But yeah, I agree, I totally wished Jim was still living, just to think what really cool projects he could have made within the next 20 years. From my knowledge I know that Muppet High (a TV series and a pop culture spoof of teen life in the 1950s) was an idea, and The Cheapest Muppet Movie Ever Made (Where Gonzo is directing the next Muppet Movie and running out of budget money every minute) was in the plans.
    DramaQueenMokey likes this.
  14. beaker Well-Known Member

    Yeah that 1990 vhs promo with Jim talking about the future was amazing, he could might as well have been talking about a proto Youtube. I mean that's where we're at: user generated content that is seen by more people than even top tv shows

    I would love to see Cheapest Muppet Movie made...would be nice to see a Muppet film shot in an indie film style over the hyper stylized ADHD modern look.

    As far as the Muppet comics, they were amazing. I've never seen the zanyness of the Muppet Show captures so perfectly in illustrated form, other than the great 1978 illustrated book.
  15. Drtooth Well-Known Member

    If we're going to complain about how the art Roger gave us wasn't slavishly copied from style guides, the discussion ends here. There is NOTHING wrong with a comic book artist's interpretation if its his own style. Sure, the Muppet Robin Hood artist was told to blindly copy Roger, making some very off looking characters... I've literally read hundreds of licensed character based comics... from the Dell era to the indies of today. I've seen real crap. Ever read a Carlton Comics Flintstones? it's TERRIBLE! Messy art work, a talking Dino? I wasted 75 cents on that Flintstones.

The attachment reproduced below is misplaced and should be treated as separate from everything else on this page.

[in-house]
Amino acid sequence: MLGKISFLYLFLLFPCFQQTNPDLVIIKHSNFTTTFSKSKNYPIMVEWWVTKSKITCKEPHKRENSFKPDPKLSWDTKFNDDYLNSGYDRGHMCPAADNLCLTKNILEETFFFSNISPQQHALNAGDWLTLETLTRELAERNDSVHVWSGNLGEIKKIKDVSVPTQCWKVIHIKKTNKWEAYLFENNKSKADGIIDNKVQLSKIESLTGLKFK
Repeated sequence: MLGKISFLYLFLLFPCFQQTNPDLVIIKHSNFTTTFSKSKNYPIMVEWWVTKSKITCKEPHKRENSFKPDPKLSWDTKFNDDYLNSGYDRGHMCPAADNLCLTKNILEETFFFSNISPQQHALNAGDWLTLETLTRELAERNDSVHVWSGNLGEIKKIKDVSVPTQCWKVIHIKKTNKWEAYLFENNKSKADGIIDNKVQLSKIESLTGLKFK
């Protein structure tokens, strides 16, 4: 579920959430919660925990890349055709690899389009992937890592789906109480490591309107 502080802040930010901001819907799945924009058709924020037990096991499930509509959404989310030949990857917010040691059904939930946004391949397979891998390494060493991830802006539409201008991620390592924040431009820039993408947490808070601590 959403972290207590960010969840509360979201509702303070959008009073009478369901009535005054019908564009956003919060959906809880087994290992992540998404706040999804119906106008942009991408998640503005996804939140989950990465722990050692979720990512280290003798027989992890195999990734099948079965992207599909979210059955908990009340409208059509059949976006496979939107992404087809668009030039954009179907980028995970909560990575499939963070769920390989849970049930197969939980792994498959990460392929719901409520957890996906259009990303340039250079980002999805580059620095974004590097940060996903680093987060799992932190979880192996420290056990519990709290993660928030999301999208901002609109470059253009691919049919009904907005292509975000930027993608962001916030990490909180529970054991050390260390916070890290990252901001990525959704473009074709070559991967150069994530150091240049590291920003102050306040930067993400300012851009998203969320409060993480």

Roger embodied the Muppet show... even improved upon the format. Personally, the BEST artwork in the Muppet comics were those who added a style to it. Roger, Amy, Shelli, and James did wonderful jobs with these comics. And why? They all had different styles of art.
  16. DannyRWW Well-Known Member

    I agree...the ones that were the best were the ones that were most creative with their interpretations.
  17. Drtooth Well-Known Member

    That was basically everyone but the guy who did Robin Hood I listed... I still think that guy deserved another chance, though.
  18. a_Mickey_Muppet Well-Known Member

    yeah same here, the ONLY thing that REALLY bothered me too was some Muppets (like Kermit & Gonzo) having teeth! :boo:
  19. Drtooth Well-Known Member

    Any cartoonist will tell you, teeth are expressive. The hardest thing about drawing Muppets is resisting the urge to have them grit teeth when they have none, and trying to find a reasonable substitute. I draw a LOT of teeth gritting.

    Amy managed to get the expressions of the Muppets to match their puppet counterparts, especially Miss Piggy... Amy did NOT shudder at the thought of crinkling up Piggy's nose to express anger, much like the puppet does. Roger's approach was more of a comic book literalism.
  20. beaker Well-Known Member

    So true. A few years ago everyone was dogging on Landgridge's style, and I was one of the few going "wait a second, this is actually a pretty fresh and inventive take that works." NOW everyone loves it, but originally very few seemed to be ok with it.

    It's too bad they never reprinted the 1978 illustrated Muppet Show book, as that was some of the most beautiful renditions I've seen. But yeah, the Boom comics were special in that they were done well and we got so many of them